All D.O.C.C. teachers are ECU students, mostly from the College of Education and Department of Human Development and Family Science. When Webb describes the childcare programs she leads, she emphasizes high-quality care.

“We work on social and emotional regulation, and social learning for children,” she said. “It is great to see them grow and navigate friendships and playing, sharing with each other, independence. … The D.O.C.C. is drop-off childcare, but we take the extra mile to really value the time we have with the children.”

Marlena and Scott Rose are ECU employees who use D.O.C.C. services. Marlena lauded the attention to detail and professional environment, and noted her 3-year-old son asks to go back to ECU’s child development center.

“We do not have many resources here to help us with our son in the evenings, as we both came to ECU from another state. We are so glad to have a place we can trust to care for our son,” said Rose, a faculty librarian at Laupus Health Sciences Library. “I think anyone affiliated with ECU with children can feel their kids are in good hands in this program. This evening program is not simply a drop-in childcare facility, but it is a learning environment, and they really care for and get to know your kids.”

Webb described some of the most rewarding aspects of her roles as seeing children taking art projects home to their caregivers, and hearing feedback from families that ECU childcare makes a positive impact in their lives.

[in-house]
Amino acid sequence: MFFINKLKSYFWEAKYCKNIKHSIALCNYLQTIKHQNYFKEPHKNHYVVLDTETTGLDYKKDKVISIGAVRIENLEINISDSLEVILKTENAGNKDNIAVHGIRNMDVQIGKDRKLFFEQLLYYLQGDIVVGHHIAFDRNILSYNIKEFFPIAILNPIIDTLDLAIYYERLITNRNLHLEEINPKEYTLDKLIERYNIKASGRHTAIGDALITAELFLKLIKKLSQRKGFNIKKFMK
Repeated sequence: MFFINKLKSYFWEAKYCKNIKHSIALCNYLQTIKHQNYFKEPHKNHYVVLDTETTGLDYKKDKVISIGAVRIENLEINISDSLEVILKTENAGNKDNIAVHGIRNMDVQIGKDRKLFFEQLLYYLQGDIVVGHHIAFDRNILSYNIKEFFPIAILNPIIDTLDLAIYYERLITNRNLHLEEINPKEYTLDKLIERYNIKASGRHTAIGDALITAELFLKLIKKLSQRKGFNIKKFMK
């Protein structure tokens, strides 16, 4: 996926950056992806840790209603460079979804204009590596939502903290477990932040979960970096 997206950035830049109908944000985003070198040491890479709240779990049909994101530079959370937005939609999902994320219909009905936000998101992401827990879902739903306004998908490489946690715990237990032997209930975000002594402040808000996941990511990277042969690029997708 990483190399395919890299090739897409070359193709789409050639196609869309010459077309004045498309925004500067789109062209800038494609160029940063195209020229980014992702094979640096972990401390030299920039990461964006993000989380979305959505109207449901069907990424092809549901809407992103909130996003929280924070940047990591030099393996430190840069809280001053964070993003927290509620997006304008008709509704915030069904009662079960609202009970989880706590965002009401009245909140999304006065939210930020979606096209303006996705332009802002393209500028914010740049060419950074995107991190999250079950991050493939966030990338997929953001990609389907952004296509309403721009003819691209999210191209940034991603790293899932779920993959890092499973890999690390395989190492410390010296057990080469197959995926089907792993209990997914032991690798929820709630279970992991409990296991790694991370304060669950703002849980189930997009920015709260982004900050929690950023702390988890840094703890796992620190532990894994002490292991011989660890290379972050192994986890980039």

“I’ve really loved the work I am doing, and it’s become my new profound passion to help support student-parents,” said Webb, an ECU 2022 graduate in family and community services.

The Preconception Educating Pirates Squad, which is part of the Department of Health Education and Promotion, has been instrumental along with other student groups in supporting the parenting pantry. The pantry has diapers, wipes and other free items available for parents.

“What I’ve found through working with our parenting students, and student organizations, is even students who are not parents will think about a student in their class who was up at 3 a.m. with a baby,” said Stacy Sanford, assistant dean of students and ECU Cares team coordinator. “Students have written letters with words of support. I think it’s amazing to see the overall awareness and the community, not just individual offices, but it truly is a Pirate community of supporting not just some Pirates, but every Pirate.”

With the library family study room, COMPASS and parent pantry as prime examples, student-parents feel supported.

“With everything ECU does for student-parents, I feel very supported,” Simmons said. “Kamori is learning a whole lot and every day his vocabulary expands. They really are taking good care of him and teaching him. He is very observant now, thanks to the child care. … I have classes in the morning and I work at night, so this has helped take a lot of stress off me and my family members. I have time to get work done and might even have some downtime to maybe do some activities I enjoy doing.”